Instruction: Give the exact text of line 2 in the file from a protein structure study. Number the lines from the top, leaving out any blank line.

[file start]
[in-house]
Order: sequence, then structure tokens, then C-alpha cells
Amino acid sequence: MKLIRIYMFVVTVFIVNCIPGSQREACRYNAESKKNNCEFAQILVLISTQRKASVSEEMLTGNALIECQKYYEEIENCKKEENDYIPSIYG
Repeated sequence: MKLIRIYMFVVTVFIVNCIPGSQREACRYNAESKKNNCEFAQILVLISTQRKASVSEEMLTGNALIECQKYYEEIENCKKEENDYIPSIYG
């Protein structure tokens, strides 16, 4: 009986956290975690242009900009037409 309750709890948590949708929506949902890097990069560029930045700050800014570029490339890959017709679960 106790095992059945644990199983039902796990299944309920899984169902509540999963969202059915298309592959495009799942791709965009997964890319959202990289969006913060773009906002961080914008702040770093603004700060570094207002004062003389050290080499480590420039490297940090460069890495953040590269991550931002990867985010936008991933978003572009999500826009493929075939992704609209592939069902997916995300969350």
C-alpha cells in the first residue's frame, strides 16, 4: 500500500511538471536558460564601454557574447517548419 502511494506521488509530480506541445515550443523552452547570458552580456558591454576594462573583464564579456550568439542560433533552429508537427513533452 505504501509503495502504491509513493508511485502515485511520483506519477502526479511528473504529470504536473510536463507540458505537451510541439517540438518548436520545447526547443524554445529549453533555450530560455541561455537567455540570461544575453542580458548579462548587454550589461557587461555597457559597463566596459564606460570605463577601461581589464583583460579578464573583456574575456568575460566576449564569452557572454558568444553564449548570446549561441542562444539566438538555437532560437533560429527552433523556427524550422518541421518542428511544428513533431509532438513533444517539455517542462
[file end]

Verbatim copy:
Order: sequence, then structure tokens, then C-alpha cells